Questions, tests and worksheets with multiple choice simply will not do this. Because a gifted mind will see the pattern, the obvious right away and there is no challenge.
Challenges can come in a variety of forms.
- Real life situations that are given and then they have to figure out the best course of action.
- Logic & Reasoning Problems and Puzzles
- Differentiation (Changing curriculum by developing strategies which lead to further research, allowing a child to work at their own pace/depth of study, offering additional areas of study for the child’s consideration. I once heard it described this way, “Differentiating instruction is about stretching the curriculum horizontally to meet the demands of challenging the child’s level of understanding.”
- Project Based Studies
Cindy West explains project based learning like this,
“Quite, simply it’s a learning method in which your child dives into a subject and completes some sort of project(s) to show what he knows. Projects can be anything under the sun.” in her book Homeschooling Gifted and Advanced Learners 2012, p. 96.
▬ More Passion
Children with gifted abilities tend to have more passion. They care deeply and have a passionate need to fulfill answers to their questions. They seek those answers with a deep drive and won’t give up until they exhaust the questions to which they seek answers.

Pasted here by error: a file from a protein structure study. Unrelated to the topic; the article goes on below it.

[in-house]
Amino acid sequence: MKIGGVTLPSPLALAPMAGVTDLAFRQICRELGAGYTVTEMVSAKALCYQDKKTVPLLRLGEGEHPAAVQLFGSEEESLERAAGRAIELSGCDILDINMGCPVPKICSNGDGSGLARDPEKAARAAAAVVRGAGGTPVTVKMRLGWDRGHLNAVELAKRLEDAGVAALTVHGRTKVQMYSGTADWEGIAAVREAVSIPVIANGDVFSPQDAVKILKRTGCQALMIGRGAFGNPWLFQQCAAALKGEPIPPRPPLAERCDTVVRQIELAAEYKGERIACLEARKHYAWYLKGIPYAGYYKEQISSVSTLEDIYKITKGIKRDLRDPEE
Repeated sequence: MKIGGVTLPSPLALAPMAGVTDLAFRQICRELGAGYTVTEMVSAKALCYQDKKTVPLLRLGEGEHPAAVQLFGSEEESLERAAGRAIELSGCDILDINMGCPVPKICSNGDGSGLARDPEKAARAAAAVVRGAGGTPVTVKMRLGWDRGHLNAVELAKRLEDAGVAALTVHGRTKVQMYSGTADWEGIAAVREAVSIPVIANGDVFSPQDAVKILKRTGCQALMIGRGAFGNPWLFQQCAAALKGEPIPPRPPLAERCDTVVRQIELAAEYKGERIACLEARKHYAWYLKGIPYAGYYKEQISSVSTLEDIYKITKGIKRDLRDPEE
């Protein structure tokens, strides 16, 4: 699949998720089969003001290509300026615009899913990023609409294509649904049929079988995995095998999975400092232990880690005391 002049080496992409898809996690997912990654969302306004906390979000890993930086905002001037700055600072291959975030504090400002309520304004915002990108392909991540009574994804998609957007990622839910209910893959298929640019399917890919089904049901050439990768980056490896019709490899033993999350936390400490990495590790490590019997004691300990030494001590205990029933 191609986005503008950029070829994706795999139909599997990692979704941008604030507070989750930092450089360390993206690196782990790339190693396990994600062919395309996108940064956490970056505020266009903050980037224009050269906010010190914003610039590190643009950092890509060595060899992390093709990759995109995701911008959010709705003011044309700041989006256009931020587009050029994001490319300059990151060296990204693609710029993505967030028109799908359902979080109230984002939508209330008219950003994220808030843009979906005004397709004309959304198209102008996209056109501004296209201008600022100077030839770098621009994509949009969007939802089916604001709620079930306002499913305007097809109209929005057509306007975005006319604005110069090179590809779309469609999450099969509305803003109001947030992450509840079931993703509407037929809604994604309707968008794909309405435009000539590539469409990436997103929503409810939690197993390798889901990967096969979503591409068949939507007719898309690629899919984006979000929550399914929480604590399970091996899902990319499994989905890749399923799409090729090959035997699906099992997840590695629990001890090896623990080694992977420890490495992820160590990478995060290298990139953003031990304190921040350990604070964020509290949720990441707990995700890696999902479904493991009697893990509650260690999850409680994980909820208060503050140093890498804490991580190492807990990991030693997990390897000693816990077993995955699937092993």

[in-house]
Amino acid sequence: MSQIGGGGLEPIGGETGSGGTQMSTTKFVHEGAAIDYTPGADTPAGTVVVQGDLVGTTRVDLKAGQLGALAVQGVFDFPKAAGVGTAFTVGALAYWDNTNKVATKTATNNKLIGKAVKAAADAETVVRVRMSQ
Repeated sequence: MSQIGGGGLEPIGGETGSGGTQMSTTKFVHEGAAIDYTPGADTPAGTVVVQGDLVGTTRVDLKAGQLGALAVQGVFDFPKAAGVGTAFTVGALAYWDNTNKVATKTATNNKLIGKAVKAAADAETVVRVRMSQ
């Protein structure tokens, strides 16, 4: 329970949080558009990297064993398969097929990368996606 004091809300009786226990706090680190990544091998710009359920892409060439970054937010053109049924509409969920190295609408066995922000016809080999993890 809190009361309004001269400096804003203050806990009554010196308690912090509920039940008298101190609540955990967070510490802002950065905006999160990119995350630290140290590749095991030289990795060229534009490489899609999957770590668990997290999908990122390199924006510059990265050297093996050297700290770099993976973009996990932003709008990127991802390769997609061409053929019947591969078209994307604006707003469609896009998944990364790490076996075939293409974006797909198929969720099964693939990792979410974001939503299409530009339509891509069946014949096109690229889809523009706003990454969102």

Amy Harrington, ESQ, Director’s Corner: Raising a Profoundly Gifted Child an article for SENG stated:
“A profoundly gifted child will have intense focus on passion areas and will fully commit to anything of interest to the exclusion of almost everything else.”
▬ More Emotional Intensity
Gifted children have more emotion. By that I mean their emotions are more intense than is seen in typical learners. Let us remember that the same brain that controls neurons stores the emotional center as well. Those rapidly firing neurons which lead to an increased ability to reason, have awareness, cognition and understanding, also fires neurons leading to emotions.
Those emotions come fast and can last a long time. Often these emotions seem to be random and unreasonable to the person observing the emotional outburst. To the child, however, the emotion is very real, and makes perfect sense in their own mind.
“Although intensity in and of itself is not a bad thing, it can be frustrating. Most of the problems associated with giftedness are linked to these intensities, especially in the area of emotional development.” Christine Fonseca, Emotional Intensity in Gifted Students, 2011, p. 37.
The emotional intensity is, seemingly, typical among the population of gifted children. It is their “norm.” On Wednesday I’ll share tips with you on helping your child to deal with their emotional intensity.